Several months ago James started using a new insulin pump that integrates pumping technology and continuous glucose monitoring (CGM) technology. All I can say is wow. What an absolutely incredible innovation. It is (almost) everything that I dreamed of having all those years ago when he was first diagnosed with type 1 diabetes. This system reads his blood sugar every few minutes and then, based on a combination of previously determined insulin settings and predictive technology, it makes adjustments on how much insulin to distribute to keep James’ blood sugar amazingly stable.
So how well does it work? It works great. No complaints here. Except for maybe one. Maybe it works almost too well.
Let me explain. When James was really little and we didn’t have CGM technology yet, I had to be constantly aware of what his blood sugar was doing. I checked at all the recommended times, prior to meals and two hours after, before bed and upon rising, and sometimes at night. But I also checked all day long. If he was super active, we checked blood sugar. If he was really inactive, we checked. If he seemed like he was quieter than usual, we would check. And so on. I think at one point we were checking close to 14 times a day. James was littler then and didn’t know how to describe how he was feeling. We caught a lot of lows and many highs, but his blood sugar was really pretty under control.
Fast-forward to today. My teenage boy has a CGM that doesn’t require finger sticks basically almost ever. This isn’t a bad thing. We love this! It keeps his fingers healthy so he can play his guitar chords without pain, and what’s better is that instead of getting only 14 data points (the height of what was possible when we checked so frequently), we get hundreds every day. And it is also very accurate!
Then on top of that, his nighttime blood sugars have transformed. We always strive for good nights. This is one secret for having a good A1C. But with this new pump, it’s almost effortless. He goes to bed in range every night, and we get nearly a straight line overnight unless something is really off.
So here’s the thing. Since things are so easy now — nights are nearly perfect, lows are far less frequent, no need to actively check blood sugar — I’ve noticed that we occasionally lose focus on the diabetes thing. When we were checking so many times a day, diabetes became the center of the rhythm of our life. While I don’t lament letting a device take over that stress and strain, I do feel that I often now err on the side of not doing enough intervention.
After some reflection with James, we’ve determined that there are a few ways that we could really step up our diabetes care while still taking advantage of the easiness of his current system.
We’re going to take time once a day to look over trends and see if we’re seeing any highs that seem to be chronic, and we’re going to try to troubleshoot those. We’ve noticed that while nighttime numbers are often perfect, daytime numbers are much less so. James still has to input carb information into his pump. He’s great at this, but he could be better at the timing of dosing insulin. So we’re working on timing and also on doubling down on carb counting. We talked about it, and we’re using a few new tools to try to get that just solid.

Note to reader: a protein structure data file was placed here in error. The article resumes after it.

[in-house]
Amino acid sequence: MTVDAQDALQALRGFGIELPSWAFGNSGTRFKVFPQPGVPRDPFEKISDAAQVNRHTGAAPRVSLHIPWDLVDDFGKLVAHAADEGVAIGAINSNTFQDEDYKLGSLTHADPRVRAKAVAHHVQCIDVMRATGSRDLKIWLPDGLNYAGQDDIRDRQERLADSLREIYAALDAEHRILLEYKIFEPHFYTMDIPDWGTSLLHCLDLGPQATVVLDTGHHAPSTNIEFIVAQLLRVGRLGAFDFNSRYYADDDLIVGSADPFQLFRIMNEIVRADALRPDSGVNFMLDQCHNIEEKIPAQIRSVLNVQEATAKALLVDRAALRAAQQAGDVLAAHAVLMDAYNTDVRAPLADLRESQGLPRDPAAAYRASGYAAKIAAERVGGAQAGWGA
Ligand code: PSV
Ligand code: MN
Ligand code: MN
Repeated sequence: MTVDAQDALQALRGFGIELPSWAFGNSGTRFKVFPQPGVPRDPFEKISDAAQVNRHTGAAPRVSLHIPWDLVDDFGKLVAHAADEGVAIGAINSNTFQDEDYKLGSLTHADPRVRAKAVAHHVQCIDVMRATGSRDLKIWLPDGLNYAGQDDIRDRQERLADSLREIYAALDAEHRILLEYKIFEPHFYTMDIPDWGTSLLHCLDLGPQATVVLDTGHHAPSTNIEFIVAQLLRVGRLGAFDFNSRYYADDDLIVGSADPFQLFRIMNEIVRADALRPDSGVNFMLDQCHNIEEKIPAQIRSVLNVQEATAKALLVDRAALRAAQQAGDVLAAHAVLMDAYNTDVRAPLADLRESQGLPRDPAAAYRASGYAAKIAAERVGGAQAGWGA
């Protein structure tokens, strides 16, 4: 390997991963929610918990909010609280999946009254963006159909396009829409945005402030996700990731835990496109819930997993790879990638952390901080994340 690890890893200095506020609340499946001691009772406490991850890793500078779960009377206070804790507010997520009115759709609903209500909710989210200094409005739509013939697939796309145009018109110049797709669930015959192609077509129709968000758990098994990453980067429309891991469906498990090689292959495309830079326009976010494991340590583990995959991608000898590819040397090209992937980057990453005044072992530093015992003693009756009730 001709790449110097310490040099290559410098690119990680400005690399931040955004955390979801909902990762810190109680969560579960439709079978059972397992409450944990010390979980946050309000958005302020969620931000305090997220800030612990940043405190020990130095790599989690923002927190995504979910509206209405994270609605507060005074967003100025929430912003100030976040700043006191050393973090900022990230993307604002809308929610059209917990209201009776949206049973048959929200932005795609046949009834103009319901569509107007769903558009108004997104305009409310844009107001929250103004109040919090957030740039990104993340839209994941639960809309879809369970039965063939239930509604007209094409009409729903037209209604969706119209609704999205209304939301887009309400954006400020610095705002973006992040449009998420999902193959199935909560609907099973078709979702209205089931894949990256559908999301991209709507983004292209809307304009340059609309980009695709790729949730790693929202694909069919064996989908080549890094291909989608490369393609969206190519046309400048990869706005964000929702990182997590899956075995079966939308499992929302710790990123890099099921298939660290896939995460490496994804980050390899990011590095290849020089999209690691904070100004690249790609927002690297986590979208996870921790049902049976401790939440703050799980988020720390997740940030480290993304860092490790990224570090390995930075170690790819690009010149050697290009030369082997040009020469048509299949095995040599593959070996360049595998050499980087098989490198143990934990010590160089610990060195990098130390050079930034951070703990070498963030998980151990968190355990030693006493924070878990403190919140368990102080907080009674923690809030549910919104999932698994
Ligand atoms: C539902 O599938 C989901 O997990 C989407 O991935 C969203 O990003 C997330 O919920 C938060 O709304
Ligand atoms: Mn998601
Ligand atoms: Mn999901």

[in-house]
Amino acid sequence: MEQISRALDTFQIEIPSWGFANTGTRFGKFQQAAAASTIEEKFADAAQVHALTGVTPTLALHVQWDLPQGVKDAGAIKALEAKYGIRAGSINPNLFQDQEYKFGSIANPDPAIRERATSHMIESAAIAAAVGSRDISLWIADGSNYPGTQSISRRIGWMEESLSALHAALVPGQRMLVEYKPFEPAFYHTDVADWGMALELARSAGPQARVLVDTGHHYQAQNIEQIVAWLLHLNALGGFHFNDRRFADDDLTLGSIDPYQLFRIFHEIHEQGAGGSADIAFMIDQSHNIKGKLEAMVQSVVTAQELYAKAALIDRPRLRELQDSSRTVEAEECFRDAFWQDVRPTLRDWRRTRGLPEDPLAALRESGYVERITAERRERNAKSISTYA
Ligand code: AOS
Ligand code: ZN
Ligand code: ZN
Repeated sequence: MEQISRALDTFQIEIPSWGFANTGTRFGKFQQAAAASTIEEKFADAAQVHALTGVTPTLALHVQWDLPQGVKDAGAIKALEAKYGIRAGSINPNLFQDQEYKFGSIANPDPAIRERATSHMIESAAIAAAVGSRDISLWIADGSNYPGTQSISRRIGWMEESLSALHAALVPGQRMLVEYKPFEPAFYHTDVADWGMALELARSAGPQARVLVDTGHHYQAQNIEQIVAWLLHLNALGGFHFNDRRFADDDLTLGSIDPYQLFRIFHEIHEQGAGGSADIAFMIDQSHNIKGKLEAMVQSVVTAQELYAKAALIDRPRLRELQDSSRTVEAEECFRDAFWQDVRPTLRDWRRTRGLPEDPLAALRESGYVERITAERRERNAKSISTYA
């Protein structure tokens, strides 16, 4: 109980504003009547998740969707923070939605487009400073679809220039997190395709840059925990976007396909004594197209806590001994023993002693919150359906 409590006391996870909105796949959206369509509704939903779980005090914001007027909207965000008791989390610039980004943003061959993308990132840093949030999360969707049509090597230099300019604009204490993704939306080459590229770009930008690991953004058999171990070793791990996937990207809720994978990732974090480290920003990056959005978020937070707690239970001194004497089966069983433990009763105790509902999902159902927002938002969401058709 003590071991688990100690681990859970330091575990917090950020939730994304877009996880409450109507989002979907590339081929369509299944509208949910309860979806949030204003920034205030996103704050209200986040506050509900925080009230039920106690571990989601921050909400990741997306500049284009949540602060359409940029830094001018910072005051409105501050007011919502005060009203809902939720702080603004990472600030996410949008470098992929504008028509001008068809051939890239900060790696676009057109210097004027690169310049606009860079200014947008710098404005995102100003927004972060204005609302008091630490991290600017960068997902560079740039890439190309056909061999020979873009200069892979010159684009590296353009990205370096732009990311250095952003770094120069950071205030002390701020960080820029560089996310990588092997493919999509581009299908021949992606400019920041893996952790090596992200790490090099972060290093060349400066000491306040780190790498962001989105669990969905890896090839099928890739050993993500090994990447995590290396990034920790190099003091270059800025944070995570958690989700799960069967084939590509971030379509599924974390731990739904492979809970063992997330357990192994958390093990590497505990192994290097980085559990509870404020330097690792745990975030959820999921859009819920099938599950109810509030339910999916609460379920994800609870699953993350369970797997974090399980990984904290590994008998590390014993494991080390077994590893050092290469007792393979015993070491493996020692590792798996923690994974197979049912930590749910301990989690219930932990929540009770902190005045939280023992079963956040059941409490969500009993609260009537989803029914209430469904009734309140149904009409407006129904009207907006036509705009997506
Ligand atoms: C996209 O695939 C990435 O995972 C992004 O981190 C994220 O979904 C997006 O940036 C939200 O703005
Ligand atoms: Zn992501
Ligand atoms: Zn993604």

We’re also looking to see if there are any manual device settings that we can improve upon. One thing we noticed is that James runs high in the afternoons. Doubtless part of the reason is that he eats a lot of snacks in the afternoon. Working with our endocrinologist, we’re thinking of increasing the insulin sensitivity so that he can respond quicker to any high blood sugars and get his numbers back into range.
Overall, we love this system. But we don’t want to lose our focus and momentum simply because something has become so easy. We want to have great nighttime blood sugars and few lows and we want to make smart, thoughtful decisions that keep James in range for as long as possible every day. Right now we think that is best achieved by daily assessments. James likes to do this at night. We feel that if we can give five minutes of good concentration on his numbers nightly, we’ll get better numbers for all the rest of the minutes of the day, and this will be the best way to optimize already fantastic technology.
Disclaimer: The experiences and suggestions recounted in these articles are not intended as medical advice, and they are not necessarily the “typical” experiences of families with a child who has type 1 diabetes. These situations are unique to the families depicted. Families should check with their healthcare professionals regarding the treatment of type 1 diabetes and the frequency of blood glucose monitoring. Jen and Kim are real moms of kids with type 1 diabetes and have been compensated for their contributions to this site.